In 1999, the City of Atchison (the City) purchased land and buildings with federal block grant funds in order to establish a city conference center. The motivation behind the new conference center was to attract events to the area, provide conference and event planning services, create jobs, and stimulate the local economy. Later that year, the City formed the Atchison Heritage Conference Center (AHCC) to maintain the center and administer the center's programs. The AHCC is a for-profit Kansas corporation and a wholly owned subsidiary of the Atchison Area Economic Development Corporation (AAEDC), though it has not yet turned a profit in the years since it began operation.
The City owns the conference center and leases it to the AHCC on a yearly basis. The lease states that the conference center will provide "meeting, catering and banquet facilities." The AHCC states in its brief that since its opening, the center has been used for "many activities," including:
"Rotary and Kiwanis meetings, which feature special guest speakers and informative presentations; local bridge club card games; public school dances; Quilter's Guild retreats and other meetings, which feature sewing practice and demonstrations; Theater Atchison events; Atchison Area Chamber of Commerce meetings; local bar association meetings; beauty pageants; Society for Creative Anachronism activities, which include the practice and demonstration of outdoor cooking, Renaissance-era crafts, and sewing; and Heart of America Chorus retreats and other meetings, which feature singing and musical practice."
The Court of Appeals panel below summarized the activity at the conference center from October 1999 through September 2004 as being used "to host meetings on 428 different dates, retreats on 113 different dates, parties or reunions on 82 different dates, and weddings or wedding receptions on 70 different dates." 35 Kan. App. 2d at 840.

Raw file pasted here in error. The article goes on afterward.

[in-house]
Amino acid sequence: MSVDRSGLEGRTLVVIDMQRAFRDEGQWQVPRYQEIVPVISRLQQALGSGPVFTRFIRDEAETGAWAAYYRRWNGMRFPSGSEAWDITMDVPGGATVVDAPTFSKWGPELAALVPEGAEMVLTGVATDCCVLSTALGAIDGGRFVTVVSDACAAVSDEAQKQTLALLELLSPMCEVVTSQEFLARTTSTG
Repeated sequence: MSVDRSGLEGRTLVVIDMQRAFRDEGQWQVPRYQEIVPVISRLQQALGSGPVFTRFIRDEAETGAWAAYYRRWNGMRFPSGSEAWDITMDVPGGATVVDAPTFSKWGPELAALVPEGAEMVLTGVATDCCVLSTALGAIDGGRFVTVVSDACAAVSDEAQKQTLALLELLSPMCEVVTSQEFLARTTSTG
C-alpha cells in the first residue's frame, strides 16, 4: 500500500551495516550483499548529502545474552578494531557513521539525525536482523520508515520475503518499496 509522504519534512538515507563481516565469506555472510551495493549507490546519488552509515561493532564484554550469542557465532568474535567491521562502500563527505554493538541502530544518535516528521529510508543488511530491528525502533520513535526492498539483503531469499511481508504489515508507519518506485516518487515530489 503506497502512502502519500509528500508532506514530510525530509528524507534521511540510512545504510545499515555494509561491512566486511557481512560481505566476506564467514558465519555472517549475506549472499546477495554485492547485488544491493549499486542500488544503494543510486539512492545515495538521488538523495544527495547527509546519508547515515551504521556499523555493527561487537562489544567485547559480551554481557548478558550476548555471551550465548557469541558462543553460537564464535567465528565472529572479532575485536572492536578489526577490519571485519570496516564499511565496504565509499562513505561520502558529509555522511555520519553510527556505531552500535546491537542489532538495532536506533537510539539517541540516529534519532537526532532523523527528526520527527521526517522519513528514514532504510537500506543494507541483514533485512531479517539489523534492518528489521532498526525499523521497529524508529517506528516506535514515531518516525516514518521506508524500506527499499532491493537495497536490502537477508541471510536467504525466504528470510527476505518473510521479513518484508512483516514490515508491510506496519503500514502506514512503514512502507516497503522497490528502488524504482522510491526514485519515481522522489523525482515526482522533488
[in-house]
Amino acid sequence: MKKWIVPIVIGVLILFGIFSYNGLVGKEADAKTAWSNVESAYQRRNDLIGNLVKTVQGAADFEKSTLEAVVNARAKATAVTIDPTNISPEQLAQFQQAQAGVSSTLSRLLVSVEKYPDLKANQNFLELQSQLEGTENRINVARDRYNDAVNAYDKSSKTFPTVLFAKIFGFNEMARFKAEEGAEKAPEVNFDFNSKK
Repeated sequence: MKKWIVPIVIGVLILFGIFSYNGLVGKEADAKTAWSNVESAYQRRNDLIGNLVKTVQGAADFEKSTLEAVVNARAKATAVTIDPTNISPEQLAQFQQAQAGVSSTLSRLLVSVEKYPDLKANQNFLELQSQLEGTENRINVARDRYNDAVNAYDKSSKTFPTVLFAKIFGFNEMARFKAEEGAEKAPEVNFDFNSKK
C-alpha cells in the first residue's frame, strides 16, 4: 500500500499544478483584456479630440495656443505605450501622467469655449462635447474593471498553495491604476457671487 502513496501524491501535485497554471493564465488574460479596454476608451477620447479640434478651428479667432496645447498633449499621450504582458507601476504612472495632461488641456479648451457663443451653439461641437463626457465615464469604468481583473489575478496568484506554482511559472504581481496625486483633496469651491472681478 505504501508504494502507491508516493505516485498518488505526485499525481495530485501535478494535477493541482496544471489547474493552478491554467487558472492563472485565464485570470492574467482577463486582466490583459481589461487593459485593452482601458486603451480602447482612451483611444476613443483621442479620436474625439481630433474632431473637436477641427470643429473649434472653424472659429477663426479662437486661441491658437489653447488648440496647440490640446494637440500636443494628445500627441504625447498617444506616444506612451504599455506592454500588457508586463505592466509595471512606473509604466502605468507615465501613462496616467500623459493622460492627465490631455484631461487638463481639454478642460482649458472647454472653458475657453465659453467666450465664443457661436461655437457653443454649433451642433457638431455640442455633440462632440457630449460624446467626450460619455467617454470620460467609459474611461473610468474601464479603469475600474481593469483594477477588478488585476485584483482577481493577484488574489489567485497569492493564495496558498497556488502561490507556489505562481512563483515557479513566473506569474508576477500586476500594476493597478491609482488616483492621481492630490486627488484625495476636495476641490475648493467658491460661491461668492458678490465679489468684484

The AHCC hosted a New Years' Eve dance on December 31, 2002. The dance, which was open to the public, included a buffet dinner and musical entertainment; price of admission was $50 for an individual or $80 per couple. The AHCC hired "The Ranch Hands," a musical group led and managed by Lane, to provide the music.
During the course of the evening, a bartender at the party drained ice and water from a portable beverage cart onto the conference center's loading dock. Later on, when Lane used the dock to load the band equipment into his van, he slipped and fell on the ice, causing him to break his right femur and hip.
Lane brought suit in September 2003 against the AHCC, alleging that the center's negligence in the maintenance of the loading dock caused his injuries. Among the defenses raised in its answer, the AHCC claimed immunity from liability under the recreational use exception to the KTCA, K.S.A. 2006 Supp. 75-6104(o).
After some discovery, the AHCC filed a motion for summary judgment, claiming that it was immune from liability for ordinary negligence under the recreational use exception to the KTCA and that Lane had only alleged ordinary negligence in his petition. Lane moved to amend his petition to allege gross and wanton negligence, and challenged the application of the KTCA exception. The court granted his motion to amend.
At the hearing on the AHCC's summary judgment motion, the district court found that the recreational use exception to tort liability under the KTCA was applicable and thus granted the motion with respect to Lane's claim for ordinary negligence. The court denied the AHCC's motion with respect to Lane's claim for gross and ...